porcelain, painted in underglaze green, red, and blue
height 21.2 cm
A porcelain koro and cover decorated with two coiled dragons confronting each other, their bodies entwined. Painted in underglaze green and copper red beneath a cloud border extending over the cover in underglaze blue, the three short legs and base similarly decorated with clouds, the ovoid body moulded with a graduated wave pattern glazed white.
Ever since the development of decorated porcelain in fourteenth-century China, the dragon – zodiac animal, bringer of rain and symbol of Imperial Power – has been an immensely popular motif for ceramic decoration in the countries of East Asia. Dragons appear frequently in the work of Makuzu Kozan, many of whose porcelains were inspired by Chinese originals.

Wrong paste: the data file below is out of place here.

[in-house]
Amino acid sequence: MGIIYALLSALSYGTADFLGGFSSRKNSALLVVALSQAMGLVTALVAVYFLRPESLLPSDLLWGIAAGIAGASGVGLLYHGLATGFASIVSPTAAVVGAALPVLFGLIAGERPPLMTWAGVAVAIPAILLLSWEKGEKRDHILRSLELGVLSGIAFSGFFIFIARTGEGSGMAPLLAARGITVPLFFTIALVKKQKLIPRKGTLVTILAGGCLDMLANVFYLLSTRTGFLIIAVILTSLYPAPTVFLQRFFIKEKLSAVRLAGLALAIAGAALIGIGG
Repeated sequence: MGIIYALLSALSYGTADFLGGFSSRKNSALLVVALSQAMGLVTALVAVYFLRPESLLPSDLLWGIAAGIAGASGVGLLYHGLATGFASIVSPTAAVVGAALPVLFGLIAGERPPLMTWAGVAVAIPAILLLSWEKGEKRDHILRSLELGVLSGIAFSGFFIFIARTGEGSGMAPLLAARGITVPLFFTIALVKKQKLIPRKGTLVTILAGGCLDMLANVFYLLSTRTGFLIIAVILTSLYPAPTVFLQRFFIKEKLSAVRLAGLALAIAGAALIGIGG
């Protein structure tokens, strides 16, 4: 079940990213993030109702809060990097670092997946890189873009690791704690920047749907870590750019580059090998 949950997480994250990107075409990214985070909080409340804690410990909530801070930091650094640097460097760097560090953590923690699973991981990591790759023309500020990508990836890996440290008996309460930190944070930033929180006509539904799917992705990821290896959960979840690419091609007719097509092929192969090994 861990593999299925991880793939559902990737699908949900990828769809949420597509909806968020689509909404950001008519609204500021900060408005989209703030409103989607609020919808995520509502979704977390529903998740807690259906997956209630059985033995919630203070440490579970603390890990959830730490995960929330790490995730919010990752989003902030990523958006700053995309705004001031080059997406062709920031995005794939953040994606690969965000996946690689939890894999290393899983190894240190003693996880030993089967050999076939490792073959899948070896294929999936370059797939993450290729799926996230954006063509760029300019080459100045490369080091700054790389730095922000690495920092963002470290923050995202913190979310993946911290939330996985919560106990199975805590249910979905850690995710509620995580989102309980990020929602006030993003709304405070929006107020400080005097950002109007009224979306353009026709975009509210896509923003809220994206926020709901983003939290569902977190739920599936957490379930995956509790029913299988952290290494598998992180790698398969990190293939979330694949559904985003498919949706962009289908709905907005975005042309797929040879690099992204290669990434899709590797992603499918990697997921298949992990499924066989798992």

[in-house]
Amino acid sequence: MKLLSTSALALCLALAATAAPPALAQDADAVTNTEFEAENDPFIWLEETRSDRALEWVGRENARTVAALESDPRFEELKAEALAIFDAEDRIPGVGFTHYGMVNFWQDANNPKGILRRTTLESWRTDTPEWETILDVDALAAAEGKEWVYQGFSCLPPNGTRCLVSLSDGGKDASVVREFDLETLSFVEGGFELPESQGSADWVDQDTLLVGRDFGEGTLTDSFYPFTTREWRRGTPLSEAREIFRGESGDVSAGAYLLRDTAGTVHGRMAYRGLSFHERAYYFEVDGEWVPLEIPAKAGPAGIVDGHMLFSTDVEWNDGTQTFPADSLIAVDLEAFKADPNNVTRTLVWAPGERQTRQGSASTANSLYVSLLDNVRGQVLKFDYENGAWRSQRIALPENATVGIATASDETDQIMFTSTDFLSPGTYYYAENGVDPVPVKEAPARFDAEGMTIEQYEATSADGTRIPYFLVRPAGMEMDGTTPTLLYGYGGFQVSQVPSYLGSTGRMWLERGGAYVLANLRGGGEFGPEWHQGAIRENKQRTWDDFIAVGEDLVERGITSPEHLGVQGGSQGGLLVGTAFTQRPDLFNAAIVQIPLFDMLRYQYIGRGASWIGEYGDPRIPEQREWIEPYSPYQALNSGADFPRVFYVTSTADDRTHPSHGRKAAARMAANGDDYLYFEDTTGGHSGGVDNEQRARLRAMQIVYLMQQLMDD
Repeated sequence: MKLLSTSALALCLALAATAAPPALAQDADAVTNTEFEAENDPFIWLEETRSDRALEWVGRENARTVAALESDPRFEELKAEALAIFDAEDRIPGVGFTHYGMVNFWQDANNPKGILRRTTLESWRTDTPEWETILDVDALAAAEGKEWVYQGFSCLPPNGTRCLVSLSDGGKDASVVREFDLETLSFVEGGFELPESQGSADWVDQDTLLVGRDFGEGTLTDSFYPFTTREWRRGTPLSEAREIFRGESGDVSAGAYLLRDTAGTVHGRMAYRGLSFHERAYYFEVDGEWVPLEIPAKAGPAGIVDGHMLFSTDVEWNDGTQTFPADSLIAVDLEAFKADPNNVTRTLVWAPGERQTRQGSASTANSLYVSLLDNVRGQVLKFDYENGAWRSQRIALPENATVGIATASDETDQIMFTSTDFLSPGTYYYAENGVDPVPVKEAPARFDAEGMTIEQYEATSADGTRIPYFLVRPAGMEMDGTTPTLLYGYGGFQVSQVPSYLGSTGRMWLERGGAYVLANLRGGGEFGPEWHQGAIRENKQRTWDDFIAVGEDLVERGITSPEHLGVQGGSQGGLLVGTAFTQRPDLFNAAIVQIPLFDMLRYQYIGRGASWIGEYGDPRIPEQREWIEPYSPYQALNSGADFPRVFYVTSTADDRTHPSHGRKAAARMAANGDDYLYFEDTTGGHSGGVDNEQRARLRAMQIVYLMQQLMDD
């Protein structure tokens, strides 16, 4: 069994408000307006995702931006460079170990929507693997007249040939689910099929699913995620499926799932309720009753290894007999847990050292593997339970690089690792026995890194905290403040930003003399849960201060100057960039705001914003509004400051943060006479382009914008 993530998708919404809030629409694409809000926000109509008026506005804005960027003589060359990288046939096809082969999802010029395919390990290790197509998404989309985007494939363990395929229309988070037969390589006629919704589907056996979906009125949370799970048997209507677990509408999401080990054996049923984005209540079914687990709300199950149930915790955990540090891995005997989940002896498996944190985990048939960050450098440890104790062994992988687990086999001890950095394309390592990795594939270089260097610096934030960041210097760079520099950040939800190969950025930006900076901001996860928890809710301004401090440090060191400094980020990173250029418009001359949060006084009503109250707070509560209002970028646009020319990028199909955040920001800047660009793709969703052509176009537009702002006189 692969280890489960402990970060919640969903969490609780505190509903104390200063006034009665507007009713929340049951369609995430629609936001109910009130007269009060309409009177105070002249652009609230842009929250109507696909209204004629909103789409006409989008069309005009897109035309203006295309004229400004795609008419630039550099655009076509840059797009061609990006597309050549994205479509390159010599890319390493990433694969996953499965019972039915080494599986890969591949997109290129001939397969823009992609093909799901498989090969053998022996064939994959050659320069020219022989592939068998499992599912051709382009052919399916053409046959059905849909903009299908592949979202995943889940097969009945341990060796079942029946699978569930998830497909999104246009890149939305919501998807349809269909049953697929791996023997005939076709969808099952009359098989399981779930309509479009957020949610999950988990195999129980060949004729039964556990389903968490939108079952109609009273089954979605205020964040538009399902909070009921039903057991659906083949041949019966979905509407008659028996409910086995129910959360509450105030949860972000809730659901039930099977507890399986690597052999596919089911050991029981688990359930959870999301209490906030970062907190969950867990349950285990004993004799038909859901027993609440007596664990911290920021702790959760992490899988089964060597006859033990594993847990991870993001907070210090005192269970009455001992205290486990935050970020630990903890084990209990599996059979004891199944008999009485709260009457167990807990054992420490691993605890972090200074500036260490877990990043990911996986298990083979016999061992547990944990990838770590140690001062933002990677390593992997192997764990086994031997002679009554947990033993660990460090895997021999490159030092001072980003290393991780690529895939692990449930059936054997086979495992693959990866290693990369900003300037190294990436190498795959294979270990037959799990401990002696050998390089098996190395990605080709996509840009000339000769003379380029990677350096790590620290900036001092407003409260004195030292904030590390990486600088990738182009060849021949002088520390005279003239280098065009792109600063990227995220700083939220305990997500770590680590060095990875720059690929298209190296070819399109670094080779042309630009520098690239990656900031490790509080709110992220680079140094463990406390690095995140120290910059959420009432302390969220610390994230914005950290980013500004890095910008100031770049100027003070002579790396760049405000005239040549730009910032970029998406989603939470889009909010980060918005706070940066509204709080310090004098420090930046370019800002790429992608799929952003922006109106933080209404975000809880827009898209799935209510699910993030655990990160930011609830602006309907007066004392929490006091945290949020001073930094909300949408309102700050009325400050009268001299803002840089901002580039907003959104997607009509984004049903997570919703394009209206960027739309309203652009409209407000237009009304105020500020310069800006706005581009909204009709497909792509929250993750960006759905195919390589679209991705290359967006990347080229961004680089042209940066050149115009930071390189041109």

O. Impey, M. Fairley (eds.), Meiji No Takara: Treasures Of Imperial Japan: Ceramics Vol I, London 1995, cat. 15. J. Earle, Splendors of Imperial Japan: Arts of the Meiji period from the Khalili Collection, London 2002, cat. 113, pp. 178–9.